Hyatt Hotels

Travel is exciting and enlightening. However, if we aren’t careful, the tourism industry is capable of causing some serious harm to the environment. That’s why responsible eco-tourism is only becoming more important as climate change continues to impact the world. And a major part of that eco-friendly trip is an equally eco-friendly hotel.

It can be tricky to find a hotel that’s truly green. You’ll find hotels here and there that adopt a few superficial green practice without any real company-wide embrace of eco-friendly policies and sustainable initiatives, to cater to what they perceive as a fad. However, there are a number of hotel chains out there with an impressive commitment to real sustainability. One such hotel chain with a deep dedication to green operations is Hyatt.

As part of their yearly Corporate Responsibility Report, in 2014 Hyatt unveiled their ambitious Environmental Sustainability Strategy. This strategy, called the Hyatt 2020 Vision, encompasses a number of ambitious goals to reduce their negative impact on the environment. Goals include three central categories: use resources thoughtfully, build smart, and innovate and inspire. They also operate a program called Hyatt Thrive, which is the overarching corporate responsibility strategy.

Using resources thoughtfully is the key to any successful green initiative. For Hyatt, that means tracking and managing their consumption of natural resources. They’re also working to make all new construction across the chain as environmentally friendly as possible, designed for LEED certification or the regional equivalent. Hyatt is also invested in inspiring guests, employees, and people around the world to care about improving the environment and human experiences. This includes everything from recycling to building libraries.

Honolulu Hyatt Regency

Here are some specific areas where Hyatt is working to make a difference:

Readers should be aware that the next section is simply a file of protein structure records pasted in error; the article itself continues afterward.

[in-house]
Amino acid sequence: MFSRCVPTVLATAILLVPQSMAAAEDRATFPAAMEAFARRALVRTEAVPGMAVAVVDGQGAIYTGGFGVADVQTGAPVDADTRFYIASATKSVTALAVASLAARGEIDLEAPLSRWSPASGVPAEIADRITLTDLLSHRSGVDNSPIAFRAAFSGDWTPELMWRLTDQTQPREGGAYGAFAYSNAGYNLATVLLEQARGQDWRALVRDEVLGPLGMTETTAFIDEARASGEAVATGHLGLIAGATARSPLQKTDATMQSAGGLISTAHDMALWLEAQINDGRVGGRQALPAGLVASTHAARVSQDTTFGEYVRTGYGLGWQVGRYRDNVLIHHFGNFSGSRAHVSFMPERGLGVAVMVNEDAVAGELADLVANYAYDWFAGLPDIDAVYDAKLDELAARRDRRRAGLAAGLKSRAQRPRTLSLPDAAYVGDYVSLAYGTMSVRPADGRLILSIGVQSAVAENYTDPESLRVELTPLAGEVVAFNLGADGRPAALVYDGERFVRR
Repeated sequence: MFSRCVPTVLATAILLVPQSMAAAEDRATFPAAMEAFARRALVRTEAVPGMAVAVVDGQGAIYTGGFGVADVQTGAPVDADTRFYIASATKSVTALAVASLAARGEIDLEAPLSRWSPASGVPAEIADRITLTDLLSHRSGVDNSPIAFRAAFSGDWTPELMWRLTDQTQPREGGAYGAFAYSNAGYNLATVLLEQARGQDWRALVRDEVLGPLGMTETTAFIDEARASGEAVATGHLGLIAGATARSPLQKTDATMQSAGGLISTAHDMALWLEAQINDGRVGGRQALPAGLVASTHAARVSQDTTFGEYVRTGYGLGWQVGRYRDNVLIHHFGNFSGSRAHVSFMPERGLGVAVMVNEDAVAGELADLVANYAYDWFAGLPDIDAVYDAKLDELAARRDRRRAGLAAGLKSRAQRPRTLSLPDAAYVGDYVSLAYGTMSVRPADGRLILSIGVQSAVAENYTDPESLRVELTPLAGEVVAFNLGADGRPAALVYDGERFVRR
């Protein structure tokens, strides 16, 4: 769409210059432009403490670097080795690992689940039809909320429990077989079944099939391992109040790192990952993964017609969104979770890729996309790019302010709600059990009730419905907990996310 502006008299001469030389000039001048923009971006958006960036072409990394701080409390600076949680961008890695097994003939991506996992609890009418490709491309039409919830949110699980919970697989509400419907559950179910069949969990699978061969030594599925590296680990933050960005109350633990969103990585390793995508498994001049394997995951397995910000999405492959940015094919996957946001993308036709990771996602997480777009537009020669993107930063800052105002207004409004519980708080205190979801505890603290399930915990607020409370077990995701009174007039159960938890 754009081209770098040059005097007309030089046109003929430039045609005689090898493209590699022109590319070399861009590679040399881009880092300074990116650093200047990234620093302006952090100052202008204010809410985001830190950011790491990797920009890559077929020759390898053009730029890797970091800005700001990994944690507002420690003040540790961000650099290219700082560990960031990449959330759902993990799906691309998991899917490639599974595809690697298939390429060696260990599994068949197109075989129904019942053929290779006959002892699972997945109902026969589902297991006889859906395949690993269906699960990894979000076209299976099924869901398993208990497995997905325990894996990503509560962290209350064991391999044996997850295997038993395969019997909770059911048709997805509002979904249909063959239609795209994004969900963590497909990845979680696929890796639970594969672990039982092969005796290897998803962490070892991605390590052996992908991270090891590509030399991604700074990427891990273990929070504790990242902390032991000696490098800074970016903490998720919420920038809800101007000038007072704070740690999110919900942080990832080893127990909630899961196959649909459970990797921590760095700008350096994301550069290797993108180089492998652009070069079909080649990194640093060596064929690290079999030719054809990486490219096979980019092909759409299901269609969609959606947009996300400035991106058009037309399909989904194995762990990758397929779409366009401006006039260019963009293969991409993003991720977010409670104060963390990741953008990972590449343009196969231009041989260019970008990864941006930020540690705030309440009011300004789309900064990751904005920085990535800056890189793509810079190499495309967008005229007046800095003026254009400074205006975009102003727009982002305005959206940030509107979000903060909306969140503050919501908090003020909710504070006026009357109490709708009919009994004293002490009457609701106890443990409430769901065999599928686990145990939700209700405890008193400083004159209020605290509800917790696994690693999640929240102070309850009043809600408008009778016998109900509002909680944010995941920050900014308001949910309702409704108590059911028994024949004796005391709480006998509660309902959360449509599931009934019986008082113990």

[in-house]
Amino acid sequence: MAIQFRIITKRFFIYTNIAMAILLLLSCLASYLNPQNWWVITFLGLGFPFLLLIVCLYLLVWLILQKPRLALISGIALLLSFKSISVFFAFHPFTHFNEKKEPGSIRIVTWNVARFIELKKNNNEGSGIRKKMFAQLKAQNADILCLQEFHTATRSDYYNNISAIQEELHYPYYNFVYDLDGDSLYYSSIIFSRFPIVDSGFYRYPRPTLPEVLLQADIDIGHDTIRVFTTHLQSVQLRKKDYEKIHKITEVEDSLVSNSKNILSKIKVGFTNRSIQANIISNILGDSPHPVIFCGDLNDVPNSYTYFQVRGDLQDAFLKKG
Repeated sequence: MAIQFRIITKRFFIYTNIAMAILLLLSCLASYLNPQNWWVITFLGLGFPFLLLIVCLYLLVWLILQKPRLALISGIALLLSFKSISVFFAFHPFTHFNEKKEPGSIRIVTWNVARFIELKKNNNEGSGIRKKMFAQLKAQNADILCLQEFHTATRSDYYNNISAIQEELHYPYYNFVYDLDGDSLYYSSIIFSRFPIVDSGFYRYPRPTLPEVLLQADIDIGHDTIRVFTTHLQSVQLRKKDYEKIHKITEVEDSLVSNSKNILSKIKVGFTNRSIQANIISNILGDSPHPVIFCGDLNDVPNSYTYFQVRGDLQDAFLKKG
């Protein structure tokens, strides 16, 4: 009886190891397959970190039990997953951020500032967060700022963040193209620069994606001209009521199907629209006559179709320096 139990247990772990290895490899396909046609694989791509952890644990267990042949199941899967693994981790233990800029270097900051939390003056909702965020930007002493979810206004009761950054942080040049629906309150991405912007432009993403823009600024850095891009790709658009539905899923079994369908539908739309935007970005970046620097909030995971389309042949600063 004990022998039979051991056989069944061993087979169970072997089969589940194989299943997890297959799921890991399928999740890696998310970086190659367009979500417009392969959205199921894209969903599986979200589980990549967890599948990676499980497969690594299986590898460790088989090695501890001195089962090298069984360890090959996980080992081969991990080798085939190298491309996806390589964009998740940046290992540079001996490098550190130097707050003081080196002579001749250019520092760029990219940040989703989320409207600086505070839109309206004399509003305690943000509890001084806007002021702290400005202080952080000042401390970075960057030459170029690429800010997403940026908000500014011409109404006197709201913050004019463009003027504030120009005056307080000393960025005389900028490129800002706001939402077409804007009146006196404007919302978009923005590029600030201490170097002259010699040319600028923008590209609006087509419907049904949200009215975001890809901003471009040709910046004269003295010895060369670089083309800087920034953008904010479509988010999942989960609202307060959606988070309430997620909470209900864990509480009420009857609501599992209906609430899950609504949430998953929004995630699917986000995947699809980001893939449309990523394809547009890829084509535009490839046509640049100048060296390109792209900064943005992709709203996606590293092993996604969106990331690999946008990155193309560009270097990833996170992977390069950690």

Energy: They’ve reduced their energy consumption by between 10% and 20% (depending upon the region) since 2006. Factors like using more energy efficient appliances, reducing power usage in unoccupied rooms, and choosing to use less electricity across the board make a big difference. 

Water: Between 18% and 20% less water is consumed across Hyatt properties since 2006. This can be achieved through a number of practices, from doing laundry less to installing low-flow faucets and toilets. It also helps to reduce wastewater with innovations like water reclamation systems.

Emissions: A reduction in greenhouse gas production of between 19% and 28% since 2006 exceeds their goal of 25% by 2020 – well in advance of their target date, too. This is especially important in developing areas or where hotels are situated in a natural setting, to reduce the negative impact on places like National Parks. In one example in Greenwich, CT, a Hyatt property utilizes a Bloom Energy fuel cell, which can reduce emissions by an impressive 40%.

Waste: They aim to reduce the amount of waste diverted to landfills by 20% across the board by 2020. They also work to recycle materials used in renovation of existing hotels or in new construction. In one example, they partnered with Habitat for Humanity to donate furniture and fixtures from a renovation project to community organizations.

Sourcing:  Since 2015, Hyatt has labored to integrate sustainability concerns into every purchasing decision they make. Whether that’s offering all digital newspapers to guests in lieu of traditional paper options, or going for recyclable produce containers rather than traditional packaging, they work to reduce waste. They also feature cage-free eggs where available, and strive to find sustainable seafood sources, even in hard-to-service areas of the world.


Construction: Sustainable design requirements around the globe are taken into consideration when building new hotels or renovating existing structures. Twenty-four Hyatt properties have achieved LEED certification to date, with a few more planned hotels intended to fulfill LEED requirements.